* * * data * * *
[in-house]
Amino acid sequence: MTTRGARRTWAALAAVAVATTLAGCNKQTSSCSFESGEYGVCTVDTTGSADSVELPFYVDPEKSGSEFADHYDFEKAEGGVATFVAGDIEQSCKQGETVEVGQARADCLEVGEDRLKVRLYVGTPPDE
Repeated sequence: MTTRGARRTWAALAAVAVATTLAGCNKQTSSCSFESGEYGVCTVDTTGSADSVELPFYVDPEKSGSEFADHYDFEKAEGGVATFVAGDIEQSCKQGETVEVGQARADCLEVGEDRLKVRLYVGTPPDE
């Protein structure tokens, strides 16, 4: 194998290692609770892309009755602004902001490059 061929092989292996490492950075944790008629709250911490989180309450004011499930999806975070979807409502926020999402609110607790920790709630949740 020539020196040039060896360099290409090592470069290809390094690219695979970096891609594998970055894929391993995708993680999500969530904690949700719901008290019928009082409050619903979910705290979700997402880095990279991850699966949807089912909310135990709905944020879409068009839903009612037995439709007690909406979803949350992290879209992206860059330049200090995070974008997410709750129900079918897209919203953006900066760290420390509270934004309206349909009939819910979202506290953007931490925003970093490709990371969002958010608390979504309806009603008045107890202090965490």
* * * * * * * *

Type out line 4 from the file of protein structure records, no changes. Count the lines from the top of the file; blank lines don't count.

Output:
């Protein structure tokens, strides 16, 4: 194998290692609770892309009755602004902001490059 061929092989292996490492950075944790008629709250911490989180309450004011499930999806975070979807409502926020999402609110607790920790709630949740 020539020196040039060896360099290409090592470069290809390094690219695979970096891609594998970055894929391993995708993680999500969530904690949700719901008290019928009082409050619903979910705290979700997402880095990279991850699966949807089912909310135990709905944020879409068009839903009612037995439709007690909406979803949350992290879209992206860059330049200090995070974008997410709750129900079918897209919203953006900066760290420390509270934004309206349909009939819910979202506290953007931490925003970093490709990371969002958010608390979504309806009603008045107890202090965490």